Oral Contracts & the Statute of Frauds
There is a widespread misconception that verbal contracts are unenforceable. Nevertheless, a contract made orally with another party, without embodying the particular terms in a signed writing, can still be valid and binding. Even so, any disagreement concerning the deal may pose multiple problems for both parties. In order for the court to give a verbal contract legal effect, the terms of the deal will have to be demonstrated. This could involve pricey litigation and an extensive discovery process. Therefore, it is advisable to have an attorney draft any contractual agreement.
Moreover, according to the Statute of Frauds, there are certain contracts that must be in writing in order to be legally binding. This may include contracts for the sale of land or real estate, surety agreements, in which one person guarantees to take over another’s contractual obligations, and service agreements that take over one year to complete. Other agreements that must be written to be legally binding may include agreements “made in the consideration of marriage,” or those made for the sale of goods valued at $500 or more. If the requirements for contractual validity are not met, either party runs the risk of the other party rescinding the contract by declaring it void.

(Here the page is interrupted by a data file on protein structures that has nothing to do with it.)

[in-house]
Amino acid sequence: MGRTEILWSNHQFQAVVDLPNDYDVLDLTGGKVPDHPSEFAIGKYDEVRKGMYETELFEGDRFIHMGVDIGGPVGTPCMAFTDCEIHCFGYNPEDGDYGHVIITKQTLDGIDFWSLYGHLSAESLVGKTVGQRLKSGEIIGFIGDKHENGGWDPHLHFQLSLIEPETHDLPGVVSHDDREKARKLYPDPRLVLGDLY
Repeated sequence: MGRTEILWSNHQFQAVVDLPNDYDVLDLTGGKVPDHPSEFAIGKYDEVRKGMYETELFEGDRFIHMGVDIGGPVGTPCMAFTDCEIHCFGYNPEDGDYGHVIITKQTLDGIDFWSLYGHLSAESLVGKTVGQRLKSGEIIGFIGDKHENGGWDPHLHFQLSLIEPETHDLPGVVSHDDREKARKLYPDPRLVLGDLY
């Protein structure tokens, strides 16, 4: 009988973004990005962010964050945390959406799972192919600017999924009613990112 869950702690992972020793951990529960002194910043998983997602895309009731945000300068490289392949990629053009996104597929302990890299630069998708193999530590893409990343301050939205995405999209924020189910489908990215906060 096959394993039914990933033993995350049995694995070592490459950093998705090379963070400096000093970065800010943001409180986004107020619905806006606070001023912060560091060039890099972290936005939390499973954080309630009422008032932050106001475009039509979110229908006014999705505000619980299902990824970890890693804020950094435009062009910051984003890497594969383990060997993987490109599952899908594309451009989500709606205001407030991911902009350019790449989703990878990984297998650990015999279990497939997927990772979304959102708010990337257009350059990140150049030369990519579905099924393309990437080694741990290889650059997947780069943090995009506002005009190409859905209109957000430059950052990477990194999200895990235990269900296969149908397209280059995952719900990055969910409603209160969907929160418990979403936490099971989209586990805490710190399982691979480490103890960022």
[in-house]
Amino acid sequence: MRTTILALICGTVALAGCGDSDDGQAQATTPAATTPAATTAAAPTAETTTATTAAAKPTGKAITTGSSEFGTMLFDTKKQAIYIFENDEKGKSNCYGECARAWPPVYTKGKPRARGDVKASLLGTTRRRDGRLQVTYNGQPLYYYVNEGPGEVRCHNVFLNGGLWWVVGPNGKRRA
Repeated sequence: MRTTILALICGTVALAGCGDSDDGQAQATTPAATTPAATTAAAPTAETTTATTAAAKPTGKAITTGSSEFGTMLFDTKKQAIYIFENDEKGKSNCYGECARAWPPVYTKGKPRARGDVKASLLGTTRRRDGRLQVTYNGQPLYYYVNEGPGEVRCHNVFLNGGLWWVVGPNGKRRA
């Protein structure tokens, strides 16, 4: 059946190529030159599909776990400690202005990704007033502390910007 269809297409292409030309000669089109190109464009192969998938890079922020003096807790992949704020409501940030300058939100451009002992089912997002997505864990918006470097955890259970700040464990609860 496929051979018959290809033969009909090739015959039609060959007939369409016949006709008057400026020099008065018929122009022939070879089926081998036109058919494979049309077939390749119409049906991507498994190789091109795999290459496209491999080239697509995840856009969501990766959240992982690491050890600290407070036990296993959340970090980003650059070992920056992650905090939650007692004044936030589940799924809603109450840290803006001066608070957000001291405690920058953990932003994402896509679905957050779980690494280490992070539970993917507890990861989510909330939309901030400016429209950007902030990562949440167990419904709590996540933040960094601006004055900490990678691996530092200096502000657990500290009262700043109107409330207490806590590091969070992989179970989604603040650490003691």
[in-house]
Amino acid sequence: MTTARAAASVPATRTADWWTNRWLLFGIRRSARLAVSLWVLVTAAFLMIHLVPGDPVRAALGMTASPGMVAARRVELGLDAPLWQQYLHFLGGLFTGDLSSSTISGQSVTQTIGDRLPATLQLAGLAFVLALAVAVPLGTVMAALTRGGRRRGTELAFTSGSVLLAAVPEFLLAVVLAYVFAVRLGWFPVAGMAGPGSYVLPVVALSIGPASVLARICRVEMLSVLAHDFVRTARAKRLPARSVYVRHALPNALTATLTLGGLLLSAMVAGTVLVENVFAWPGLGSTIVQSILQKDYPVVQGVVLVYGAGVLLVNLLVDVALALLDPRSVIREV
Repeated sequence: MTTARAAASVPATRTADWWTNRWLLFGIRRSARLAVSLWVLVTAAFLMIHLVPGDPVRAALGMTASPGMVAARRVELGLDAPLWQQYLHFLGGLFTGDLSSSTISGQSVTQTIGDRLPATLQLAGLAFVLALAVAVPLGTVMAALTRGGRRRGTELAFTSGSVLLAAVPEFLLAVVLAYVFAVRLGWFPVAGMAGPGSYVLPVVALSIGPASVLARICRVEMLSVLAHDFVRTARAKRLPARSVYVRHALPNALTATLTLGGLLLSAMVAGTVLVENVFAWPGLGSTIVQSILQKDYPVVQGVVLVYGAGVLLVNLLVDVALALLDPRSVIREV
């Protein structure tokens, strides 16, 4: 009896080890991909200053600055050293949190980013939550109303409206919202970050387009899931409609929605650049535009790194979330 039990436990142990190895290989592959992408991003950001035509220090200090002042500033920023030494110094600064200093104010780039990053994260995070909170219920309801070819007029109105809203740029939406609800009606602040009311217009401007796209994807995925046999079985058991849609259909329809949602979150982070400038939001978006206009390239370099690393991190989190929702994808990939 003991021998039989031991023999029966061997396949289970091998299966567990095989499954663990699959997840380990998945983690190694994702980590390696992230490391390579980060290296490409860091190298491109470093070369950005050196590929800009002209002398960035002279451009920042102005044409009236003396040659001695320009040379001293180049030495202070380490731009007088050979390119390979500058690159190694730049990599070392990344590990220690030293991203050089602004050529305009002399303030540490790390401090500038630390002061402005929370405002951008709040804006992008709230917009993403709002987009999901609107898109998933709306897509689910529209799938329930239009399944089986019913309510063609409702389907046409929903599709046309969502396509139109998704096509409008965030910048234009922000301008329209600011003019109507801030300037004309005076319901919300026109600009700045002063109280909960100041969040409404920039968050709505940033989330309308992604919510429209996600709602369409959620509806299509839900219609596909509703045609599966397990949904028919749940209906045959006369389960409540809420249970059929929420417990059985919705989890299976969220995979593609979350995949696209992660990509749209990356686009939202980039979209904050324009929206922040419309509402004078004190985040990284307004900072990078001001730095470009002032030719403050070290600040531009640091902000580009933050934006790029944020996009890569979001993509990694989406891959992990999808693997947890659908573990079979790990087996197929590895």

The Statute of Frauds not only aims to prevent deception or fraud; it requires precise terms to be set in writing for a contract to be valid. The Statute of Frauds typically requires the document to include a description of the “subject matter” of the agreement, the main stipulations to the deal, and the signatures of the parties. Nevertheless, these requirements may vary with the sale of goods under the Uniform Commercial Code, where a signature by the “party to be charged” may be sufficient. For a sale of goods, the terms typically should include the price and quantity of the goods.
Sometimes, if the contract is unenforceable under the Statute of Frauds, it may be saved if one party suffered by relying on the contract and if the injured party can prove this reliance in court. Likewise, an exception may exist if “specially manufactured goods” were provided under the contract or one party “partially performed” what was required by the agreement. The outcome may also vary if two merchants were the contracting parties. Seek advice from a licensed business law and contract attorney to evaluate agreements and determine whether they are legally enforceable.